So Scott and I did something really cool over the weekend. We signed up on in this website that facilitates conversations between couples, on things that should ideally be discussed before getting married. Actually, he signed up yesterday. I signed up earlier, and urged him to do the same. I’m hesitant to call it counseling because no actual counselor is involved.
Between the two of us, I was the one who was insistent on this. While we’re both working, I’m the one who has more extra time on my hands. Also, this is my thing, as in me personally. Every December, my friend sends me guide questions for year-end reflections and new year projections. Whether for my career or relationships, I love having prompts for making assessments. Additionally, this is a Filipino thing. I’ve mentioned this before, that we are required, by law, to undergo pre-marriage counseling.
Scott tells me there’s no such thing in Nepal. I guess (and correct me if I’m wrong) it’s because when the family chooses your partner based on caste, educational attainment, and family reputation, there is an assumption that you share the same values. And that is correct, to some extent.
But counseling doesn’t just tackle the big things. And when you’ve come to a mutual decision to get married, you should’ve figured out the big things already. Counseling tackles the smaller things that are nonetheless important. Such as money – how you’re going to manage it, will you merge finances or keep them separate? Children – how many do you want to have? And this carries the assumption that you both want children. What if one doesn’t want any? Or you can’t have any?
Scott thinks that counseling, or any formal/structured approach to these points of discussion is unnecessary because they can come up organically in everyday conversations anyway. And while I agree with him that they CAN, in our case they just DON’T. Our everyday conversations revolve around work, and I met up with friends, we ate at this place, we played football during lunch break, etc. And these light conversations are great, but I don’t want to spend what very limited time we have (we’re currently long distance) making small talk while we have bigger things to discuss. And because they don’t organically come up in our conversations, we have to be intentional in talking about them.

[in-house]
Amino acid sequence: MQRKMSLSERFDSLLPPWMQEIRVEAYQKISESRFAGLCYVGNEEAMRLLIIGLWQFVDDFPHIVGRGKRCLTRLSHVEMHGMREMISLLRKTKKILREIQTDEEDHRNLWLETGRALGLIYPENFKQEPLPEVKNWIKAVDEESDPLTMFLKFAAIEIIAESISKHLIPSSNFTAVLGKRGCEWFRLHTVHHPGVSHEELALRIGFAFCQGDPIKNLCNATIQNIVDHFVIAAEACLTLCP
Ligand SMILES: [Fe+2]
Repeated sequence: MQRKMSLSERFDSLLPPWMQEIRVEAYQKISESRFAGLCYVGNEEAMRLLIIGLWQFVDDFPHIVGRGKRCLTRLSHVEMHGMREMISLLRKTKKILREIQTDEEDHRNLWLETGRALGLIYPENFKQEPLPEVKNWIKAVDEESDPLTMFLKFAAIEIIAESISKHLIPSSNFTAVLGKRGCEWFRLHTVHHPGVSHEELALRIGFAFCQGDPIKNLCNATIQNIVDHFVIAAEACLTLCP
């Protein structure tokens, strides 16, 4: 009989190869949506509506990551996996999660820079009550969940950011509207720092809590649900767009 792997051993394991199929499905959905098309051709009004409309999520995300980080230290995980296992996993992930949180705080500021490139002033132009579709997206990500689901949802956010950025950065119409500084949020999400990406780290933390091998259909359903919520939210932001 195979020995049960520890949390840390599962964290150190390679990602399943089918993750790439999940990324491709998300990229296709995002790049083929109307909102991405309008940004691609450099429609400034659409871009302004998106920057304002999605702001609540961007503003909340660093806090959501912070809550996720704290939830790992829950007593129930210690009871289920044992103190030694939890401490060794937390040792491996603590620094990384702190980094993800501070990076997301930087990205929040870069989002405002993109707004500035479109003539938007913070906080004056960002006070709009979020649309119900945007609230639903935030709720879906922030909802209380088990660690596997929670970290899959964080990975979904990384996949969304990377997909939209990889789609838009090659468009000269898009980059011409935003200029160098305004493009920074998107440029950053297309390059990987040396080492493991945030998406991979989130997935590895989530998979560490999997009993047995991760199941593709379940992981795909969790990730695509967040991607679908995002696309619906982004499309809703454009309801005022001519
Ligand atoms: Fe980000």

I believe they’re extremely necessary in our case because we’re in a cross-cultural relationship. While we both agree on a surface level that “family is important,” we were raised in different environments and that’s bound to create nuances. We really don’t need to do anything about these differences except ACKNOWLEDGE them. And it’s good to know beforehand where we’re both coming from so that we avoid misunderstandings and making judgements on each other’s character later on.
There are also the obvious differences. What aspects of each other’s culture are we willing to adopt, what traditions do we uphold, what holidays do we celebrate and how? If we have conflicting views, do we pick one over the other, and if so, how do we choose, or do we pick neither? Where will we live, do we stay with one family, or do we live with neither?
We’ve had some of these conversations even before we got together (because my initial misgivings about an “us” were due to our differences), some over the past years, and some we’re having just now. I will write a separate post on the counseling platform itself once we’re done with it, like a review.
If you’re reading this and you’re married or engaged, did you have these kinds of conversations? Do you think it’s necessary? Did you go through counseling? What did you discuss?